An assessment of storage practices of essential medicines in primary health centers of Gadag taluk, Karnataka

Authors

  • S. Tejesh Department of Public Health, Karnataka State Rural Development and Panchayat Raj University, Gadag, Karnataka, India
  • Dr Nagaveni Department of Public Health, Karnataka State Rural Development and Panchayat Raj University, Gadag, Karnataka, India

DOI:

https://doi.org/10.18203/2394-6040.ijcmph20232702

Keywords:

Drug, Essential medicines, Quality, PHC, Storage

Abstract

Background: The efficacy and safety of medications may be impacted by the potency loss that occurs during storage. Pharmaceuticals need to be stored under controlled conditions and transportation situations to make sure its quality isn't harmed. A crucial component of the overall drug control system is storage. Wherever pharmaceuticals and supplies are kept on the property, sufficient environmental control must be maintained, including the right temperature, light, and humidity levels, as well as sanitary, ventilation, and segregation requirements.

Methods: A cross sectional study was done to assess the Storage conditions of medicines in pharmacies of primary health centers of Gadag Taluk. Storage facilities was assessed using observational checklist. Sampling design was universal sample all 15 primary health centers (PHCs) as per health management information system (HMIS) data was assessed for Storage conditions of essential medicine in primary health centre.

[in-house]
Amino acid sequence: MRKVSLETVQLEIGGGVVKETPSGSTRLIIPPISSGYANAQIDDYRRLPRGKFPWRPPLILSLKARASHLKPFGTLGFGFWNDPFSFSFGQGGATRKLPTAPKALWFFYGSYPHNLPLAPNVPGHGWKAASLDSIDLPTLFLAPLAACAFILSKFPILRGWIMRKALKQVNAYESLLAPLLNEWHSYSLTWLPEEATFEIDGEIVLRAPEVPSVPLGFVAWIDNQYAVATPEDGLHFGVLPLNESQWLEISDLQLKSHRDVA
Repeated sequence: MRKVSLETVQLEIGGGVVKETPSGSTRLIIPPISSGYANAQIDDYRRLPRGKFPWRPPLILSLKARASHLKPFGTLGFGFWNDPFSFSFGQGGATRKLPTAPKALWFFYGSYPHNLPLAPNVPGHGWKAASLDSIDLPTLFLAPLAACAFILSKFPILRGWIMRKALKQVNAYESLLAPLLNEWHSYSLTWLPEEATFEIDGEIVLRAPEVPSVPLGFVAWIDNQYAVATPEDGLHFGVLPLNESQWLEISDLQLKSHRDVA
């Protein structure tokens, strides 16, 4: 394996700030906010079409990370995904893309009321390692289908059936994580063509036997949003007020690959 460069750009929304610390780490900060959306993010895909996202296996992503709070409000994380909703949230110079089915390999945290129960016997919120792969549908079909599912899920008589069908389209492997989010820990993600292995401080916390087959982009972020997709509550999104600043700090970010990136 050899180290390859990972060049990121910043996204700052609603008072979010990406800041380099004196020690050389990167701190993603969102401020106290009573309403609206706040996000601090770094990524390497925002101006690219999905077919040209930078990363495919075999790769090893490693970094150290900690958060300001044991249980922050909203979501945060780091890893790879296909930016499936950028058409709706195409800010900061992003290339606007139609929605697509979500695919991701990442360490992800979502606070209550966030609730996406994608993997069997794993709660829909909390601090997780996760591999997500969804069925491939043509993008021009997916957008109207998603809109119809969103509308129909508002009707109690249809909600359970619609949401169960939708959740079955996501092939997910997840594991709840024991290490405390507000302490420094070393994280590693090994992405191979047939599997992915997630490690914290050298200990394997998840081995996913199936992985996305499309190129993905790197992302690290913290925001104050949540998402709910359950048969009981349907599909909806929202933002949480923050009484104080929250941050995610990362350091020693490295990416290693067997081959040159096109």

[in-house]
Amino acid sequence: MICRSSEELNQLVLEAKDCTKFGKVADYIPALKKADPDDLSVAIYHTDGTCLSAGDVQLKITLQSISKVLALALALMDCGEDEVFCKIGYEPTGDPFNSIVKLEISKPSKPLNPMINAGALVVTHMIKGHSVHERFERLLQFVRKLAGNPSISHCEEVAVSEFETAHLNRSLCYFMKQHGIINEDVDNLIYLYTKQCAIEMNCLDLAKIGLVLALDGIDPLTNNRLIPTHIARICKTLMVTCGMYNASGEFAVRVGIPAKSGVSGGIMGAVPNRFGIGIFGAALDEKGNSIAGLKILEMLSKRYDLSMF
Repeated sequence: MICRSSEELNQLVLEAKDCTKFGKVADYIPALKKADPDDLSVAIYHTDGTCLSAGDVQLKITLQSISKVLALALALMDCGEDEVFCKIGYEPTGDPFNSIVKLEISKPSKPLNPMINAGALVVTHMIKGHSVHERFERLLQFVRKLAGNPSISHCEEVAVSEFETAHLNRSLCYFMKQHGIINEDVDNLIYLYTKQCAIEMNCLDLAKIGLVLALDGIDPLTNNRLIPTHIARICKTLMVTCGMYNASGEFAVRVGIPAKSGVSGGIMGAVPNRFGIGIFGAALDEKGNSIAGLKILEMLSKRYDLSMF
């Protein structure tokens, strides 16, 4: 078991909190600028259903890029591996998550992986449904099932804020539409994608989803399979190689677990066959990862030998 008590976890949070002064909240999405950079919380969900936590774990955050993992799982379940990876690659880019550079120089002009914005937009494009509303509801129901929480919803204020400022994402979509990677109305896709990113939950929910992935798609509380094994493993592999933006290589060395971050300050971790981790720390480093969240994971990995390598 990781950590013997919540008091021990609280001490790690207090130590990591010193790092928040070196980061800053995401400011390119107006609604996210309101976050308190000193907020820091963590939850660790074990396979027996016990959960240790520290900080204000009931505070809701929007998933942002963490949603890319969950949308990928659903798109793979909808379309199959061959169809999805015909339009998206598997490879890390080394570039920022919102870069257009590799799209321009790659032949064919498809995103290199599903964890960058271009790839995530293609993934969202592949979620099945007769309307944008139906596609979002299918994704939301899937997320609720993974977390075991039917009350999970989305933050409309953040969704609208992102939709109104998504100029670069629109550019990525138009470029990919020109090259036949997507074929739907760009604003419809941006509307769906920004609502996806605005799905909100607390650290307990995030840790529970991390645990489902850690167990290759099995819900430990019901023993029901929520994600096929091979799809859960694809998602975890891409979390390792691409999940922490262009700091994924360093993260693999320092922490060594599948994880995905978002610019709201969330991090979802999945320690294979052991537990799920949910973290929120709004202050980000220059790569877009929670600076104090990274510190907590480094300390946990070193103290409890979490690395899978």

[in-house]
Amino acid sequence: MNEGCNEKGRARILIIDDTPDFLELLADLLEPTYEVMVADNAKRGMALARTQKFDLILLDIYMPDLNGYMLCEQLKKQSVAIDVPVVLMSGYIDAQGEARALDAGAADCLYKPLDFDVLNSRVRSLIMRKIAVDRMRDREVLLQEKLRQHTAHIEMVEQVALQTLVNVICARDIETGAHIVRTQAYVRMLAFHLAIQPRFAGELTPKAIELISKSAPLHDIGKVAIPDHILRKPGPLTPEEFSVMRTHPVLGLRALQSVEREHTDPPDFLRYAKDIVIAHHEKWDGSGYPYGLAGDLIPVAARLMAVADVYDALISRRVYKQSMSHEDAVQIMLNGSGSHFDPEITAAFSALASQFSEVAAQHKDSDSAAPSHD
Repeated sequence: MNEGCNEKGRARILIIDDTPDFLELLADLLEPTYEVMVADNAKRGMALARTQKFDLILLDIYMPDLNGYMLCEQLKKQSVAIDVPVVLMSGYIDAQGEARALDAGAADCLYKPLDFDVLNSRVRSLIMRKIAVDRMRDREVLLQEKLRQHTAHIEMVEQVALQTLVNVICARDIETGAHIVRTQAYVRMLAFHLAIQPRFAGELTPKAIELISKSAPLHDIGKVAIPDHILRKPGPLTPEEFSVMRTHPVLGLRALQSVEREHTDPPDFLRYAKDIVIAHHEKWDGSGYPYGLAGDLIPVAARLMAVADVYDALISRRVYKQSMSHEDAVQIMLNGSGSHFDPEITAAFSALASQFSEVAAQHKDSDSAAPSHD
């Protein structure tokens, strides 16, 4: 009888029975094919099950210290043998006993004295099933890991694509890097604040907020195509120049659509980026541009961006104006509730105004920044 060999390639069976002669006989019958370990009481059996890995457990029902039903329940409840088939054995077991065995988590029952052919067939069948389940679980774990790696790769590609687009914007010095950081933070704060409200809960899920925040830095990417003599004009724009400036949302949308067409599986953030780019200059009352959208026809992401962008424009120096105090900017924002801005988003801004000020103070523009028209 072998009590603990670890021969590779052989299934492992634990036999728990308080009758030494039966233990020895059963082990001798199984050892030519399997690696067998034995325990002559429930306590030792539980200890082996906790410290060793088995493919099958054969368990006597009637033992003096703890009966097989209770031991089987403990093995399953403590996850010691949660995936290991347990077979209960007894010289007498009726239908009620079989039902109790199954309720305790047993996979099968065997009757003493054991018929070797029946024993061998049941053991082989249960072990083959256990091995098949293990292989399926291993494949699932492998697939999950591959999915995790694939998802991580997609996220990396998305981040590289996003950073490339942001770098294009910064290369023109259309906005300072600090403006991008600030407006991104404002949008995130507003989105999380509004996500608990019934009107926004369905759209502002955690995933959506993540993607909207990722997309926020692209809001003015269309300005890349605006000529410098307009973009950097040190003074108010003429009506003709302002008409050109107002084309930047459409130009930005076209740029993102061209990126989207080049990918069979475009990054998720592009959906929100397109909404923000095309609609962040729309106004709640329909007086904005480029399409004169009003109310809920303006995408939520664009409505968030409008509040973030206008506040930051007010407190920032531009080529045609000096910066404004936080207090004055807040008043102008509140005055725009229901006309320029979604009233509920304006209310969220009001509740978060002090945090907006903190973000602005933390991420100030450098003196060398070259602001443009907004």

Results: Results indicate that storage conditions for essential medicines are: 80% of pharmacies have a dedicated warehouse or storage space for drugs; 100% have a method to control temperature; 93.33% have cold storage facilities; 100% use racks; only 33.3% have drugs arranged with identification labels; manufacturing dates and expiration dates are clearly visible; and medicines are stored in a systemic way.

Conclusions: In summary, the primary health centre's pharmacies are generally storing medications correctly, but there is room for improvement. Labelling drugs, managing expired drugs, and training staff can help improve storage and drug supply. These measures can ensure better medication storage conditions.

References

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Published

2023-08-29

How to Cite

Tejesh, S., & S. J., N. (2023). An assessment of storage practices of essential medicines in primary health centers of Gadag taluk, Karnataka. International Journal Of Community Medicine And Public Health, 10(9), 3347–3351. https://doi.org/10.18203/2394-6040.ijcmph20232702

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Section

Original Research Articles